Why is the sailor in "The Rime of the Ancient Mariner" so insistent that the wedding guests listen to his tale?Why was the sailor so insistent that the wedding guest listen to his tale?
In Part VII of the poem, the mariner demonstrates his purpose in recounting his melancholy tale--he wants to warn the wedding guest of living a life in pursuit of selfish goals without care for other humans or elements of nature. As an older man struggling with his isolated existence, the sailor longs to keep others from choosing his turbulent path. He tells the wedding guest:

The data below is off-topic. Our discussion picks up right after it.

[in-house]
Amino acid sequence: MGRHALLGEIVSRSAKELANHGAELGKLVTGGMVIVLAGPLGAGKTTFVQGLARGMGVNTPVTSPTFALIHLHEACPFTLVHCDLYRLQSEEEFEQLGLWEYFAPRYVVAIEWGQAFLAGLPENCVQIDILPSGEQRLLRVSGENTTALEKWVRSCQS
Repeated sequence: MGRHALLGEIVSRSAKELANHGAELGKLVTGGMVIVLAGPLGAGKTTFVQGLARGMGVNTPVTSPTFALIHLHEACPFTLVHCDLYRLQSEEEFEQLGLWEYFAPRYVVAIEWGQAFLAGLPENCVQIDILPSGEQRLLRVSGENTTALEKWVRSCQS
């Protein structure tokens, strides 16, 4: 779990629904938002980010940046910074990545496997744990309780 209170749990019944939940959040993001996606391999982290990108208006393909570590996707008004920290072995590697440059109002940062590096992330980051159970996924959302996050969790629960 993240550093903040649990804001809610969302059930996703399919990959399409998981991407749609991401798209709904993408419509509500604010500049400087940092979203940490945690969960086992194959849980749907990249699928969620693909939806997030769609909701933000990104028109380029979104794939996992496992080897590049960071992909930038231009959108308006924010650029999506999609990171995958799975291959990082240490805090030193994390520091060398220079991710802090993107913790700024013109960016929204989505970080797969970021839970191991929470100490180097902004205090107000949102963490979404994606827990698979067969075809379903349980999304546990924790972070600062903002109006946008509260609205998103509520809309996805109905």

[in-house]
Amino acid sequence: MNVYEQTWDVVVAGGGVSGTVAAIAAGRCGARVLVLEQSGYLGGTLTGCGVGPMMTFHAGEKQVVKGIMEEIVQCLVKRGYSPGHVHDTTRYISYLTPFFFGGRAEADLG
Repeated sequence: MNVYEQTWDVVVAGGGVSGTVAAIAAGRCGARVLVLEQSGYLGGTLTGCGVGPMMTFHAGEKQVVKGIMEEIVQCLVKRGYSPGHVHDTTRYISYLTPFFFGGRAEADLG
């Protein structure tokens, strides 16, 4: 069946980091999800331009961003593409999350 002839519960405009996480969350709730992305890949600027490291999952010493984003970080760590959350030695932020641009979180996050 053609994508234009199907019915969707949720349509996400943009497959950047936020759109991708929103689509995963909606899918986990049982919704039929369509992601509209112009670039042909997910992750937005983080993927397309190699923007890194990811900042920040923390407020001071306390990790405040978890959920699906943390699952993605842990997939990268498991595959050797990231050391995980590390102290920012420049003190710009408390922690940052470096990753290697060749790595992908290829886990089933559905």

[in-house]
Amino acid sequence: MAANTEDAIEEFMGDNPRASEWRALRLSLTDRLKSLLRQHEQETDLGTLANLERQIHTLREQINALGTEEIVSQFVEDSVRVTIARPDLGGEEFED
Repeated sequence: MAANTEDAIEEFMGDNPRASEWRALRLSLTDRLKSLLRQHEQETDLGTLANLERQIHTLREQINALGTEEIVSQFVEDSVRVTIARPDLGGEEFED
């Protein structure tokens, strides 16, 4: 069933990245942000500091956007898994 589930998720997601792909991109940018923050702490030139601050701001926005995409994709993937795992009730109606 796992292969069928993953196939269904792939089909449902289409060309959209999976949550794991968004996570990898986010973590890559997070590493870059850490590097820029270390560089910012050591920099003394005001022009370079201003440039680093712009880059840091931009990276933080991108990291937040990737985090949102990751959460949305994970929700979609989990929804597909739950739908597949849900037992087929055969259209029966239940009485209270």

"He prayeth well, who loveth well/ Both man and bird and beast. / He prayeth best, who loveth best / All things both great and small; / For the dear God who loveth us, / He made and loveth all" (Part VII, Stanzas 22-23).
His words illustrate his belief that humans must not only have a respect and appreciation for God in order to have fulfilling human relationships but that they must also respect all living creatures in order to live in harmony with others.